Robert Rose is convinced that the future of Hispanic television lies in what he calls the “larger half” of the Latino market: U.S.-born, English-dominant Latinos. So it was with this in mind that in 2002 he set out to found AIM TV, a production company in New York City to produce syndicated shows targeting this demographic. With AmericanLatino and LatiNation now in 103 and 92 markets, respectively, Rose this year agreed to sell his company for an undisclosed amount to Los Angeles-based LATV. Rose, a self-labeled bi-coastal TV executive, spoke recently to Hispanic TV Update about the upcoming changes in the syndicated shows he created, an unexpected ad revenue growth and the horrors of jetlag. An edited transcript follows:
Q: Eight months into being acquired by LATV, what would you say have been the biggest developments for American Latino and LatiNation?
A: The biggest surprise, for me, is that our advertising sales have increased dramatically. And I don’t know exactly why. I can only attribute it to the acquisition. We’re having the best year ever, with our ad sales up 15% year to year. August is going to be our best month ever in the history of the company. We had never had a month like this since 2002. And what makes it even more amazing to me is that this is happening amid a bad economy. That is something I didn’t really count on.
Q: Would you say this is a result of new advertisers coming onboard, or are your current advertisers spending more on the shows?
A: It is a combination of both, new advertisers and increased activity from existing ones. This year for example we added Starburst and State Farm to our roster, and when you have major brands such as these come onboard, they have a dramatic effect because we don’t have that much inventory. We’re talking about one-hour blocks on the weekend. But we also got increased activity from existing advertisers, including Anheuser-Busch, Volkswagen, Verizon Wireless and McDonald’s.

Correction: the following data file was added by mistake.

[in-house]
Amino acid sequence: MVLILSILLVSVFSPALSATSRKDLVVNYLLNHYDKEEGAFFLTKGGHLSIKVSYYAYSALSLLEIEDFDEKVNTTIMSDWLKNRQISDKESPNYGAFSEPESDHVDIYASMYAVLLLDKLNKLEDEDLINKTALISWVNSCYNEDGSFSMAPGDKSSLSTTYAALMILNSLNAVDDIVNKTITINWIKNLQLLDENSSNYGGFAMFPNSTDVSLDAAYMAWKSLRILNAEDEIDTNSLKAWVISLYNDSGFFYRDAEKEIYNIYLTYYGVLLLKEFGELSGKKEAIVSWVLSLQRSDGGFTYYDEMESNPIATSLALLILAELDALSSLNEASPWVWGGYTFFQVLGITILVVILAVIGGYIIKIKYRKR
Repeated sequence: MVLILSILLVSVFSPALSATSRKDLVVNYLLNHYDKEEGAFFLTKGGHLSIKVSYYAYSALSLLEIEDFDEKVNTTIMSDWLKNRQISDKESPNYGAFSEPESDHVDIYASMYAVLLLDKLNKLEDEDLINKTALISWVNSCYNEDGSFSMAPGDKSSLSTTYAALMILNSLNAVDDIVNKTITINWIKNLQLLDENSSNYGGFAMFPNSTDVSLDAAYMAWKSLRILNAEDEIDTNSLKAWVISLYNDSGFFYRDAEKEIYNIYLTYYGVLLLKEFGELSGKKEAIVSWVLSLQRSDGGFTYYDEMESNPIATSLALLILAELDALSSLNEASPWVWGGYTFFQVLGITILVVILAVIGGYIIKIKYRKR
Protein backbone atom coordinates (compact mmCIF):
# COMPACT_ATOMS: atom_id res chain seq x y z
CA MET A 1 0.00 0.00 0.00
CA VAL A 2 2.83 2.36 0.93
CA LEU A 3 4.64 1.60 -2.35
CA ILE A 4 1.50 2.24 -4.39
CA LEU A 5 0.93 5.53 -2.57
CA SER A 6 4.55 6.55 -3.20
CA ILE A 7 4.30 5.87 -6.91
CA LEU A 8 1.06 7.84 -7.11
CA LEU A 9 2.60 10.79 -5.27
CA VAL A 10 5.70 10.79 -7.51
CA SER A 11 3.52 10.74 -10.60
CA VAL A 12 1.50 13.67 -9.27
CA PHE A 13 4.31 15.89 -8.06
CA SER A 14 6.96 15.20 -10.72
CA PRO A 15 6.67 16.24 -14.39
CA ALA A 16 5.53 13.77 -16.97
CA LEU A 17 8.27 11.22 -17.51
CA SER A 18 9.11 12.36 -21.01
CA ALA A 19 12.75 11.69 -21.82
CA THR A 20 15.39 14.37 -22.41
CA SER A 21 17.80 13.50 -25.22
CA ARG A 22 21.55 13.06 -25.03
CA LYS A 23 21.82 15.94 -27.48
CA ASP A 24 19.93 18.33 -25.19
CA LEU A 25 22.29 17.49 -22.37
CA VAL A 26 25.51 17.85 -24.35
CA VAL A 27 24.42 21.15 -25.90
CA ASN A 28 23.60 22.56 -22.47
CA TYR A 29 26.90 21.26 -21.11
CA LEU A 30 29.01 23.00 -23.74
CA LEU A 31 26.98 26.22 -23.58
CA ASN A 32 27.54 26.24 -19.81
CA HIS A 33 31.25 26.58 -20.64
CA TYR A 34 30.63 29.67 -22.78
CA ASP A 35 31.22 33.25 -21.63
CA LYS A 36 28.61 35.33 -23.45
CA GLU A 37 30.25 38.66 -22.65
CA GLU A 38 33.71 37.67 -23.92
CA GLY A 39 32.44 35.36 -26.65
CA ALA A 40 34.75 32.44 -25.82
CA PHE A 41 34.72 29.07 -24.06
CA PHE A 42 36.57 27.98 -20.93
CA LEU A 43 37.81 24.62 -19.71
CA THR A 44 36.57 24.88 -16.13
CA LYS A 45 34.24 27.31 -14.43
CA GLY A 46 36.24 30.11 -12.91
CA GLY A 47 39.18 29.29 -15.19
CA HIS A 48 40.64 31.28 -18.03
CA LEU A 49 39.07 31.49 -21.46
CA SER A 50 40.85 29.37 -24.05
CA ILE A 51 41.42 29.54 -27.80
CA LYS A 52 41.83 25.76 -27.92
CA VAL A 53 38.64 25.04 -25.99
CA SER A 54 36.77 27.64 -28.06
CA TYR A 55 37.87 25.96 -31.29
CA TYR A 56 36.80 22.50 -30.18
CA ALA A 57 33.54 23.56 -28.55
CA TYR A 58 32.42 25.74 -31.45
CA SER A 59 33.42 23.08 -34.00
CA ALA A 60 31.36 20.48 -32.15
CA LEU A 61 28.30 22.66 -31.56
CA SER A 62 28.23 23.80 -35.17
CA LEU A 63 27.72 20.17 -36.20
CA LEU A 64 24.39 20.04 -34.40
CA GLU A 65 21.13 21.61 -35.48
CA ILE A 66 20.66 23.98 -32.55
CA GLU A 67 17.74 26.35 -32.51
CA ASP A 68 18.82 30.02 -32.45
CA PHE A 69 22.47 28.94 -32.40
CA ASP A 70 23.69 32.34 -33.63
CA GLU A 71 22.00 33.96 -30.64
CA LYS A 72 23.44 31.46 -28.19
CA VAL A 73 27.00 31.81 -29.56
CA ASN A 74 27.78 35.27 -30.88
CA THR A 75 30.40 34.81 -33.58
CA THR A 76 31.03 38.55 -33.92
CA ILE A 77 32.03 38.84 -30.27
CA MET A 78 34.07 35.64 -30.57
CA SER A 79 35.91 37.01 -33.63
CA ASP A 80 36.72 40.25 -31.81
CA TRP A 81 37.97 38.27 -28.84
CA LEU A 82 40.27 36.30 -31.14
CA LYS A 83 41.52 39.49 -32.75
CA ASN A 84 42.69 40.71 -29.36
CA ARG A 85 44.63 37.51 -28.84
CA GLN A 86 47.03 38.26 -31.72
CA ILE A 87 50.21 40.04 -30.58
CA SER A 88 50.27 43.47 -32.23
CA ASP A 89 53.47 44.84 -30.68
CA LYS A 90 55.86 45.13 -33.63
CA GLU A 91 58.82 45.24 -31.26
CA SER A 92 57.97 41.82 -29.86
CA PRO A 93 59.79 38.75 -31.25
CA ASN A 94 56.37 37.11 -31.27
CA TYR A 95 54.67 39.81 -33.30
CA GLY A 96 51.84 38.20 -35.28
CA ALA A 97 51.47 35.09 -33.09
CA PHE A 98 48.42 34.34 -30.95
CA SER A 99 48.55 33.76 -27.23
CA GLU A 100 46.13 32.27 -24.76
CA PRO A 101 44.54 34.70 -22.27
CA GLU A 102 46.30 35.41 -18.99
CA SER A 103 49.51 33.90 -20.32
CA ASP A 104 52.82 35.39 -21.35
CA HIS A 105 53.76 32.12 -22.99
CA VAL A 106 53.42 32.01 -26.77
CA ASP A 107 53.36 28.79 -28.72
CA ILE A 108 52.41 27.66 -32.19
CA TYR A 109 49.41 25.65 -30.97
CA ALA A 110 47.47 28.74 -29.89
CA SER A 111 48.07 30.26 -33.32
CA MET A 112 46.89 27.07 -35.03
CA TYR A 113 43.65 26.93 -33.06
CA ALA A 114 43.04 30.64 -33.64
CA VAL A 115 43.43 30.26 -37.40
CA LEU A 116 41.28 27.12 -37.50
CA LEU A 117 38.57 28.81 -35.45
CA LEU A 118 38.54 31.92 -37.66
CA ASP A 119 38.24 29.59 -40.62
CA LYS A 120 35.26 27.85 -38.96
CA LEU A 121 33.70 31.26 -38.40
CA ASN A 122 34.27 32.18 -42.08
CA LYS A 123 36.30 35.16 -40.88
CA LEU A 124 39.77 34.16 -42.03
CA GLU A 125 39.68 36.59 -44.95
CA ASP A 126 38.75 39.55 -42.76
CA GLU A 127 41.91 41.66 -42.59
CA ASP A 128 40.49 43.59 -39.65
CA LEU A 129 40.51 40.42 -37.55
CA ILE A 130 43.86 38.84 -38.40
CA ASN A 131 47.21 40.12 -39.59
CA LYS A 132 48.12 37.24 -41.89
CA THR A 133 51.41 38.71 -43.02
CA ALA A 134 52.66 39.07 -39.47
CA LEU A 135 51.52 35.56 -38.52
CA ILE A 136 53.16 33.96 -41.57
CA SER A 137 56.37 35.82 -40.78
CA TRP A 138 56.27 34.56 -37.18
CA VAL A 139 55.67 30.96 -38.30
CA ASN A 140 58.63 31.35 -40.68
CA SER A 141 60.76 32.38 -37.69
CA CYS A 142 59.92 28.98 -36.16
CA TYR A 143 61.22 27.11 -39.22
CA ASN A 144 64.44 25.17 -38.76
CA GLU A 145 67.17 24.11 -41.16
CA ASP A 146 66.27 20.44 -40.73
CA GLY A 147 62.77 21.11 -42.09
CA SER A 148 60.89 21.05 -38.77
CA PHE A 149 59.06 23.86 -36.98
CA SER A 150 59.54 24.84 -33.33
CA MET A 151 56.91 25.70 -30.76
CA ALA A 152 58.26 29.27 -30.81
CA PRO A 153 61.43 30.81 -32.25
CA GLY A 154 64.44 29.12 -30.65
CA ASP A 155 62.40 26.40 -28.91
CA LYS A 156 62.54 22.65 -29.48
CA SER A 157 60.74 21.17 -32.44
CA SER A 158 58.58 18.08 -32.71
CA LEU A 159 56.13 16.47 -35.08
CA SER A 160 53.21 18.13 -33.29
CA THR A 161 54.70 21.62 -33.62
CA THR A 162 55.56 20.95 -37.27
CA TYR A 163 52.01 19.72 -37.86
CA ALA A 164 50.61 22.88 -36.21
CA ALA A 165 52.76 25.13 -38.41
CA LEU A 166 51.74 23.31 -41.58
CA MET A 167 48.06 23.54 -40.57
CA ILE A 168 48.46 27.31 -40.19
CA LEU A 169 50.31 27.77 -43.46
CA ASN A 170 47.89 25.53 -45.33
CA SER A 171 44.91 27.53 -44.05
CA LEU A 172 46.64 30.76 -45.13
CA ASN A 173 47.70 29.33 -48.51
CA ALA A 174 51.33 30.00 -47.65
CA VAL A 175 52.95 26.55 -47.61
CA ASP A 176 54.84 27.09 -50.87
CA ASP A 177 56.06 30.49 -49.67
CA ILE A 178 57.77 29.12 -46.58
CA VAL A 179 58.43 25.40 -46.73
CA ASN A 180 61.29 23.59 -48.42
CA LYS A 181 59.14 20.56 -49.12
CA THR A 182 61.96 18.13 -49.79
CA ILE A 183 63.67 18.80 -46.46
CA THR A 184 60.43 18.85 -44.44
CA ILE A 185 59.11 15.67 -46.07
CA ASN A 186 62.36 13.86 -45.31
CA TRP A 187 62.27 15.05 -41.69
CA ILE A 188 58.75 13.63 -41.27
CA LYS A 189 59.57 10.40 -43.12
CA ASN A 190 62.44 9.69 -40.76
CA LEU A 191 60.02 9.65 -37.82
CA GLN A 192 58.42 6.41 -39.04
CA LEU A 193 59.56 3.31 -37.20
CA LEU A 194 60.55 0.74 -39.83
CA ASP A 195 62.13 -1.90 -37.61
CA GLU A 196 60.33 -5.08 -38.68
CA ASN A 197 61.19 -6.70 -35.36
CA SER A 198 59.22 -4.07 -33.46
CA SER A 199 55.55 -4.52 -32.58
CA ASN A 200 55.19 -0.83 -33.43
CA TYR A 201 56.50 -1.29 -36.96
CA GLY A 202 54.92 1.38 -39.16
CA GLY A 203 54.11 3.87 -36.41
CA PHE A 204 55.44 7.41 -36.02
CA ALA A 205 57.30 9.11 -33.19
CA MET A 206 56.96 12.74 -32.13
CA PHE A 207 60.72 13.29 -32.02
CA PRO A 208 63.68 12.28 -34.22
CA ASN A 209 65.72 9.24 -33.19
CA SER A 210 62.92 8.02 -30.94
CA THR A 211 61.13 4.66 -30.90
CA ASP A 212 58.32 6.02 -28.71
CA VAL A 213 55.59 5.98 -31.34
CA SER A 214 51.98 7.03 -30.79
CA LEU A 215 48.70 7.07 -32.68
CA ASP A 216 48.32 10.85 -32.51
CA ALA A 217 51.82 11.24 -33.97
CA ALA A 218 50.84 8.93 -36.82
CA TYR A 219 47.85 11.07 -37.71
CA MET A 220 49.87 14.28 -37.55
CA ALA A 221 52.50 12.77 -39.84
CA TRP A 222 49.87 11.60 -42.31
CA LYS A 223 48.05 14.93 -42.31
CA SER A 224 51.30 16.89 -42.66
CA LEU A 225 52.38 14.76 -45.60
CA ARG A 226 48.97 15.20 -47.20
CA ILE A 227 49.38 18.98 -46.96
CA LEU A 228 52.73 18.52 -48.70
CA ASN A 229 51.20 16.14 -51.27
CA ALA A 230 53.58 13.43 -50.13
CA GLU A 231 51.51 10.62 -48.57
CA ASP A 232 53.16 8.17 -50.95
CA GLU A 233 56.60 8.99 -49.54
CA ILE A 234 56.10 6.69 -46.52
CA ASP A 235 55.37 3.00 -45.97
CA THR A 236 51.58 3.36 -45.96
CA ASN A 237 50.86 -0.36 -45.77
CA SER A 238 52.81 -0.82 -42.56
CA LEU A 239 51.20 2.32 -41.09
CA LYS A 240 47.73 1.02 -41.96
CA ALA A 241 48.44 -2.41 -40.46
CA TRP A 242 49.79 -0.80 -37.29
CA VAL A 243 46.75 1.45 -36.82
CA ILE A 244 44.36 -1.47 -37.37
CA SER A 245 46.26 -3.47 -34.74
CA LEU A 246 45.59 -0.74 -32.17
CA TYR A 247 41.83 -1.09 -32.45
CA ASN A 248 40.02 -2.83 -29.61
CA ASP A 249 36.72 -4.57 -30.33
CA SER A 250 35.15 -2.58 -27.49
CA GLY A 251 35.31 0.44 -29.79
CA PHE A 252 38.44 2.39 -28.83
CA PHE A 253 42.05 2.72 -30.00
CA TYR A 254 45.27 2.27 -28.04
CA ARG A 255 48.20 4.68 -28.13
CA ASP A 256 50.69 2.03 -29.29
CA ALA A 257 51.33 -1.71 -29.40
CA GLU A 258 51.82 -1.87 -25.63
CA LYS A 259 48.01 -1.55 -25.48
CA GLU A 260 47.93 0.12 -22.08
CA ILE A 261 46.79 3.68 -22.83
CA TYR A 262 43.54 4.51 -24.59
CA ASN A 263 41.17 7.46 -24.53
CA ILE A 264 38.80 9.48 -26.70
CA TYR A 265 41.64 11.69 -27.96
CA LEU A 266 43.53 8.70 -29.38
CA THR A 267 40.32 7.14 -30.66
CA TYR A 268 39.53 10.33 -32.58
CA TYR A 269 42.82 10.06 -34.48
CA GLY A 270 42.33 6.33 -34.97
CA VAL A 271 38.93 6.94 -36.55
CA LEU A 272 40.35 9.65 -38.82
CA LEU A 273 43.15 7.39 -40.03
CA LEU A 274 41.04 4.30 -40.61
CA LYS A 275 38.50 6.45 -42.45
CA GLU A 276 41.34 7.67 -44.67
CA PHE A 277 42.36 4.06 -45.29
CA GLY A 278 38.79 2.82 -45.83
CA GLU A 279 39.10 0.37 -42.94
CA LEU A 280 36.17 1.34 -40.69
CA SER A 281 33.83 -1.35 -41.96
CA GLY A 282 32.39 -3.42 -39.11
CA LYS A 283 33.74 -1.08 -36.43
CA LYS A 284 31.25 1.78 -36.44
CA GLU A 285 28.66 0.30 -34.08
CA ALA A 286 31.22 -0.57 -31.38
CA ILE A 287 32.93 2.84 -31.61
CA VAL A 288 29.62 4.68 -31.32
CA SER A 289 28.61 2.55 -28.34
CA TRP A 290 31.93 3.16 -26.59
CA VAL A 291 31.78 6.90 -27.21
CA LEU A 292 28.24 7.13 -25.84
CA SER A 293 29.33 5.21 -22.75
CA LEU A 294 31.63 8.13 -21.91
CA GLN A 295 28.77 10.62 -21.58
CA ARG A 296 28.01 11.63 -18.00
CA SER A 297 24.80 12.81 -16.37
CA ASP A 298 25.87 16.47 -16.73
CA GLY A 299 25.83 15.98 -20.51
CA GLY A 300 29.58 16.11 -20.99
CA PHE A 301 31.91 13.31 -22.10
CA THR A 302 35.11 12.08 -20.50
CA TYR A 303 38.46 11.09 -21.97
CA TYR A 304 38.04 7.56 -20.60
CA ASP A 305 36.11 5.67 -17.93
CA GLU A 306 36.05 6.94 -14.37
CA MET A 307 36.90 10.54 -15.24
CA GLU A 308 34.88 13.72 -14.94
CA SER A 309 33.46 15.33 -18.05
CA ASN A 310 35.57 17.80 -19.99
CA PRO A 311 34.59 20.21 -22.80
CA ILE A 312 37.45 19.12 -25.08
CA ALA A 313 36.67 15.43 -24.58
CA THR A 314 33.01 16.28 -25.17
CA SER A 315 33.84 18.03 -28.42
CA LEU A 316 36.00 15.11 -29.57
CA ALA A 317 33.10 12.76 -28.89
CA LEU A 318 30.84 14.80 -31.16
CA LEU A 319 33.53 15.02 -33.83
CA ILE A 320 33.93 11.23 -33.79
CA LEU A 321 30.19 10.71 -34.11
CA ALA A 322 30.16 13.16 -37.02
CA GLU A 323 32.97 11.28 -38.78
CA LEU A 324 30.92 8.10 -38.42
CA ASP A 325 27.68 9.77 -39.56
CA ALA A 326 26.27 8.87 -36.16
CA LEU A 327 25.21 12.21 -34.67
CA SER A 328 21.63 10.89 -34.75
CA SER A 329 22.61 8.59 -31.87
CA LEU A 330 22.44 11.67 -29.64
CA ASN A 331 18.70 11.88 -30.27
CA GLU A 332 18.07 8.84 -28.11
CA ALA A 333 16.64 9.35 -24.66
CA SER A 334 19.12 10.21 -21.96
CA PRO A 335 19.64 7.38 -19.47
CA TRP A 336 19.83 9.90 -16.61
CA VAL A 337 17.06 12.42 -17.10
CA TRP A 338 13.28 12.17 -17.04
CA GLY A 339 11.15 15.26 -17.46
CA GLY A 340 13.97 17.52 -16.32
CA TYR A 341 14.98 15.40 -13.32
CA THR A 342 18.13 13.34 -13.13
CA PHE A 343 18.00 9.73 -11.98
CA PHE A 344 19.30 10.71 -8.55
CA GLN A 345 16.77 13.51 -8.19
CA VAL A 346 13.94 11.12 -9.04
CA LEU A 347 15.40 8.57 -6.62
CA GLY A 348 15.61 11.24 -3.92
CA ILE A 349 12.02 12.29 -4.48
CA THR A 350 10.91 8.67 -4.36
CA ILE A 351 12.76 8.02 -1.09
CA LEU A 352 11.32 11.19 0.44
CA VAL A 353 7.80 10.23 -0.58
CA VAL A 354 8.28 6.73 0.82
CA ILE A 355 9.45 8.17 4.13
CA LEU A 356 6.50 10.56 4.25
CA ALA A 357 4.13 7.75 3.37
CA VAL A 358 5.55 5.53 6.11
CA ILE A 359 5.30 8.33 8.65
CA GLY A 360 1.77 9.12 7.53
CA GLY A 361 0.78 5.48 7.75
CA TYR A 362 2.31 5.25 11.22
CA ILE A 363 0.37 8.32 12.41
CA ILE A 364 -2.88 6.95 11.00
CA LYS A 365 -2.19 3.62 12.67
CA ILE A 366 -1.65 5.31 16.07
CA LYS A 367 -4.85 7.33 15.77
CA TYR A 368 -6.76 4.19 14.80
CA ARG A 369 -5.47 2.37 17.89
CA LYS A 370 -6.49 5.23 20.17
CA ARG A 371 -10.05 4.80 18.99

Q: Why do you think this is?
A: I think the acquisition allowed us to focus on our main business and get away from other things that come with running a business, like bookkeeping and accounting and all that stuff. [LATV’s] infrastructure has absorbed that. But it is also the result of six years of hard work, trying to beat the drum. The Hispanic market doesn’t really turn on a dime always; it changes slowly. Finally you reach a tipping point and people recognize that the second- and third-generation Latino market is big and it’s still untapped, so advertisers are finally thinking ‘hey, we need to do something about it’ and not only rely on Spanish-language TV to get our message out. I think that message finally hit home among many advertisers.
Q: I remember you beating the drum for several years now… and still most ad dollars -- and ratings -- go to Spanish-language TV…
A: If you look at where we are now and where we were in 2002, you’ve got now three cable networks and LATV a multicast digital network that are targeting the same market that we are essentially; and you got our syndicated shows. The challenge is of course achieving scale and ratings; and we’ve been fortunate because we have an old-school business model [syndication].